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UNC study shows future air quality measures may need to be more localized, researchers find

An overhead view of a factory emitting white smoke. The surrounding area is hazy.
Marcin Jozwiak
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Pexels
Fine particulate matter consists of air-polluting particles smaller than the width of a human hair. The World Health Organization estimates about 7 million people die prematurely each year based on fine particulate matter exposure.

With new national clean air protections in place, a UNC-Chapel Hill study suggests that future air quality measures may need to be more localized.

The study, led by professor Sarav Arunachalam with UNC’s Institute for the Environment, looked at the national trends of tiny air-polluting particles known as fine particulate matter, or PM2.5.

A portrait of professor Sarav Arunachalam. He has a mustache and stands in a blue shirt, with blue sky and green grass behind him
Megan May
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UNC-Chapel Hill
Professor Sarav Arunachalam is the deputy director of the UNC Institute for the Environment and led a study that suggests that future air quality measures may need to be more localized.

“These are really small particles, but then they tend to form quite a bit of adverse air pollution health impacts,” Arunachalam said. Those health impacts range from respiratory to cardiovascular issues. “This is one of the largest health risks we have in the world. About 7 million people die prematurely, annually, on a global basis based upon exposure to fine particulate matter.”

Arunachalam’s study, which was published on ScienceDirect, found that the national average concentration of PM2.5 has decreased since 2006. In 2020, the national average was 8.20 micrograms per cubic meter, down from 2006’s average of 11.38.

The Environmental Protection Agency recently lowered the allowable levels of PM2.5 from 12 to 9 micrograms per cubic meter. But, Arunachalam said that new limit doesn't address how the chemical composition of PM2.5 can vary based on location.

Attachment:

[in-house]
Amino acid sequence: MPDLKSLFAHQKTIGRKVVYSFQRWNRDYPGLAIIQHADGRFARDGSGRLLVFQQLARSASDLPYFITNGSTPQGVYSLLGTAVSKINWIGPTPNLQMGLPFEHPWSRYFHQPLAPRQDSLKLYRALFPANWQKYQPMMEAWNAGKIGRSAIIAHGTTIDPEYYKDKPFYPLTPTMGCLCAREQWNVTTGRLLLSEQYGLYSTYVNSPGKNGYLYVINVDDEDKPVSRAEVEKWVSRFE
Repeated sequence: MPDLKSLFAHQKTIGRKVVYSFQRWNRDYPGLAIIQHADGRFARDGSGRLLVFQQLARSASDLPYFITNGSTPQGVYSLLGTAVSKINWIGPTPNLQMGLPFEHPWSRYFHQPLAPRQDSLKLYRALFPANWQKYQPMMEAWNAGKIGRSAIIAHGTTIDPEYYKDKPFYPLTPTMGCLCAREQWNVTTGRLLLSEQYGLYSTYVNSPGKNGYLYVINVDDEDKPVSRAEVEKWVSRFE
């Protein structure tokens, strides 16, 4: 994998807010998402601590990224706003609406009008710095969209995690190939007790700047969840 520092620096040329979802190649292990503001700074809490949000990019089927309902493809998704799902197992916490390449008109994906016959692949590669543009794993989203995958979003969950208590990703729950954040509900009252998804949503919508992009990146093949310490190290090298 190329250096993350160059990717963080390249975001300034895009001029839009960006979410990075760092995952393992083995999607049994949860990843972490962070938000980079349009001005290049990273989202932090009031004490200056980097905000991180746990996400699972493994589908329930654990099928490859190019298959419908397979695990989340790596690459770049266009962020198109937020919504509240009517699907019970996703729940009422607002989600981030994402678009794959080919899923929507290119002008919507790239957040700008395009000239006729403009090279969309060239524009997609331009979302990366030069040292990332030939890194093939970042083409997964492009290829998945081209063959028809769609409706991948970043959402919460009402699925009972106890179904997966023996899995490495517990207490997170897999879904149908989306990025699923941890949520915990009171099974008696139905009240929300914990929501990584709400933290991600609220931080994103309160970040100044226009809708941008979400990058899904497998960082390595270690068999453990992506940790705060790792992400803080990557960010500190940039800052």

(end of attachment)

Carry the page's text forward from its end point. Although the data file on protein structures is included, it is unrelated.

“The regulations are currently based upon total mass without focusing on what the components are,” Arunachalam said.

For example, North Carolina's PM2.5 composition is affected by its abundance of trees, which Arunachalam said produce about 90% of the state’s volatile organic compounds. Those compounds can form toxic aerosols associated with PM2.5. Conversely, the chemical makeup of PM2.5 in the Western U.S. may be more influenced by soot-producing wildfires.

Two locations could, therefore, both meet the EPA’s limit for PM2.5 levels, but the chemical makeup of the particles in one location could be more toxic than the other. That could then have greater health impacts.

With that in mind, Arunachalam said that targeting those regional differences in pollution may be key to future air quality improvement efforts that benefit public health.

A map of the US shows how mass concentrations of PM2.5 have changed from 2006 to 2020. North Carolina has many markers that are dots of initially orange colors, indicating PM2.5 concentrations around 12-18 micrograms per cubic meter. Over the years, the markers become a green color, indicating concentrations generally less than 10 micrograms per cubic meter.
Courtesy of Sarav Arunachalam
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UNC-Chapel Hill
UNC researcher Sarav Arunachalam used data from the U.S. EPA Air Quality System to examine how fine particulate matter (PM2.5) concentrations changed across time and location. The Environmental Protection Agency recently changed the allowable levels of PM2.5 from 12 to 9 micrograms per cubic meter (µg/m3).

While PM2.5 composition can change based on location, the study also found composition has changed over time.

“The inorganic components have come down,” Arunachalam said. Those are made up of sulfate, nitrate and ammonium. He attributed their reduction to increased regulations on things like coal-burning power plants. “But,” Arunachalam added, “the organics have not come down. That's what we need to focus on going forward.”

Namely, carbon has become a “bigger piece of the pie,” according to Arunachalam. He said that the transportation sector is one area where addressing carbon emissions could have powerful co-benefits. Automobile exhaust can emit black carbon, or soot. If reduced, Arunachalam said that would have both climate and health benefits.

Given how PM2.5 trends have changed across time and space, Arunachalam said he wants to see more monitoring at state and federal levels to best address local causes of air pollution.

“We cannot control what we don't measure,” Arunachalam said. “We need to first understand where the high levels are and use that to start to look at component-specific health impacts more and more. I think that's where we'll get the most gains in public health.”

Sophie Mallinson is a daily news intern with WUNC for summer 2023. She is a recent graduate from UNC-Chapel Hill, where she studied journalism. Sophie is from Greenville, N.C., but she enjoys the new experiences of the Triangle area. During her time as a Tar Heel, Sophie was a reporter and producer for Carolina Connection, UNC-Chapel Hill’s radio program. She currently is heavily involved in science education at Morehead Planetarium and Science Center.